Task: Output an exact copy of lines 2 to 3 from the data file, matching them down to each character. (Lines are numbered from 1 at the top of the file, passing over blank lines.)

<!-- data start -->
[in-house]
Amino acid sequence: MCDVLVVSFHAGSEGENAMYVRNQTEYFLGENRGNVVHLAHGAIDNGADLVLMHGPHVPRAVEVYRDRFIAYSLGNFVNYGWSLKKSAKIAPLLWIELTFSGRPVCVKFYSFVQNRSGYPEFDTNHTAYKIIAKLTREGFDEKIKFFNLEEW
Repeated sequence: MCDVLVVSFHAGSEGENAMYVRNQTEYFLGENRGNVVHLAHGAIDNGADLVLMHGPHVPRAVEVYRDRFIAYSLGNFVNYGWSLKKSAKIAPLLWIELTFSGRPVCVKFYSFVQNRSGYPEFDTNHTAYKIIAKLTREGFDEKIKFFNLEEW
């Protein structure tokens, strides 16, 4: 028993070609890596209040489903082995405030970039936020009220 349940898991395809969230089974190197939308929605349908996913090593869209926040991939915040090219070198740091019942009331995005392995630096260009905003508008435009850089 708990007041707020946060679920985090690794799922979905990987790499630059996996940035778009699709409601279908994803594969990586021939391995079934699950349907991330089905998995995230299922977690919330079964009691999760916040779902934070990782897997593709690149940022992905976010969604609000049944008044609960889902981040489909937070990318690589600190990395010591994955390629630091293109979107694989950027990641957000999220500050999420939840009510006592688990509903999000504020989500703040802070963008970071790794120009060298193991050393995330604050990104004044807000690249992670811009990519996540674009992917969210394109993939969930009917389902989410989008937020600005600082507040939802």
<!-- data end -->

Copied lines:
Amino acid sequence: MCDVLVVSFHAGSEGENAMYVRNQTEYFLGENRGNVVHLAHGAIDNGADLVLMHGPHVPRAVEVYRDRFIAYSLGNFVNYGWSLKKSAKIAPLLWIELTFSGRPVCVKFYSFVQNRSGYPEFDTNHTAYKIIAKLTREGFDEKIKFFNLEEW
Repeated sequence: MCDVLVVSFHAGSEGENAMYVRNQTEYFLGENRGNVVHLAHGAIDNGADLVLMHGPHVPRAVEVYRDRFIAYSLGNFVNYGWSLKKSAKIAPLLWIELTFSGRPVCVKFYSFVQNRSGYPEFDTNHTAYKIIAKLTREGFDEKIKFFNLEEW